Meena Raju Manch campaign in 25,000 schools
Meena Raju Manch (MRM) is a Maharashtra state government programme (in collaboration with UNICEF, with key support coming from CORO), which has been implemented in Mumbai schools. MRM sessions are based on different themes – including fair distribution of food and the need for equal nutrition amongst girls and boys.
A teacher told us about an interesting incident that happened in one of these Mumbai schools where Hindi is the teaching language. A brother and sister were studying in the same class. Their mother used to pack their lunch boxes – always giving the boy more food than the girl. One day the teacher noticed that the boy was going to his sister during the lunch break, and the teacher asked him why. He said that his mother wasn’t giving his sister enough food, and he was sharing his lunch with her, to make sure she got enough to eat. The teacher felt that this was happening because of the strong impression made on the boy by the MRM session which focused on boys and girls needing equal amounts of food.
The boy said that he had discussed the matter with his mother, asking her to give his sister the same amount of food. As a result, the mother began giving the little girl enough to eat at lunchtime.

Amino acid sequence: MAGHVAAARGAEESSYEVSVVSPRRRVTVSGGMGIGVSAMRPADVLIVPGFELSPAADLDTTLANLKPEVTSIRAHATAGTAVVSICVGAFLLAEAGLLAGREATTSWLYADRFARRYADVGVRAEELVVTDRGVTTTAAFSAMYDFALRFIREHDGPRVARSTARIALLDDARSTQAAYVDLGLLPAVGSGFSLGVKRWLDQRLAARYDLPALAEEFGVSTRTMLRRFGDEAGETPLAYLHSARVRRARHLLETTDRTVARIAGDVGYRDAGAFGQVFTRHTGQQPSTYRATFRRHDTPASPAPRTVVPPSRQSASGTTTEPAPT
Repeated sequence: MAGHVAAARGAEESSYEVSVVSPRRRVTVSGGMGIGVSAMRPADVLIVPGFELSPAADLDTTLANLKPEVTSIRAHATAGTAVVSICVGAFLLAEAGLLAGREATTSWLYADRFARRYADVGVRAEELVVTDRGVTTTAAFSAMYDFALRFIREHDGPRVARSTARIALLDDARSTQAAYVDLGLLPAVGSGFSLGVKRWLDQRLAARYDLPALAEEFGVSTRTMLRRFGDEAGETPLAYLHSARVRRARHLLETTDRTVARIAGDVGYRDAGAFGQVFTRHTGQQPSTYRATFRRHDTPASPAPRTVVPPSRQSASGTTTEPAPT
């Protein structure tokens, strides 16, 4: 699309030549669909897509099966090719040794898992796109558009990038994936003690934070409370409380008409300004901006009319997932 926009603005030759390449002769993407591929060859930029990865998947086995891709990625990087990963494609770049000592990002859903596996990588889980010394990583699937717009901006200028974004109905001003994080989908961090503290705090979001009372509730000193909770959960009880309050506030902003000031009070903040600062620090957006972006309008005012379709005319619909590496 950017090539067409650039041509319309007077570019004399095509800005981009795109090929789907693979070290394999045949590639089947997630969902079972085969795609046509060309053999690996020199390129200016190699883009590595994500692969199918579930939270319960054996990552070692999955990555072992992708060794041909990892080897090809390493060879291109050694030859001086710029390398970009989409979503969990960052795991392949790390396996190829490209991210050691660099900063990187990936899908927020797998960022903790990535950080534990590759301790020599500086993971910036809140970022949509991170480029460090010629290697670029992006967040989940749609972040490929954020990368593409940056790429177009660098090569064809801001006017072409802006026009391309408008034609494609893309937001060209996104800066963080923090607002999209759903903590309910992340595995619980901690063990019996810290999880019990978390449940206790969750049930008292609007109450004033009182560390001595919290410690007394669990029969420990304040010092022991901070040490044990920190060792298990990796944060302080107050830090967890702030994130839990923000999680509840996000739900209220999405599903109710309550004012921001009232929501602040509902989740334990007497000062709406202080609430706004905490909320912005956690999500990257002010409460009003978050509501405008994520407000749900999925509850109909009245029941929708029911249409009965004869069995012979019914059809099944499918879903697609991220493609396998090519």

What’s important here is that the boy recognised the discrimination at play, took action to share his food and also talked to his mother – which brought about a positive result.
The children attending this school generally come from marginalised families, where most parents are daily wage workers or have meagre jobs – hence the scarcity of resources, including food. But even in these conditions, there’s a tendency to give male children enough food (even if it means compromising the needs of female children).
It’s generally thought that this type of discrimination is less prevalent in urban conditions, but the story above gives impetus to the efforts that are still needed to bring about gender equity.
The actions taken by the boy (including the conversation with his mother) clearly show the positive impact of the MRM programme. It underpins the idea that, if correct messages about equity and equality are given to adolescents, we can surely expect the next generation to be more gender-sensitive and fair.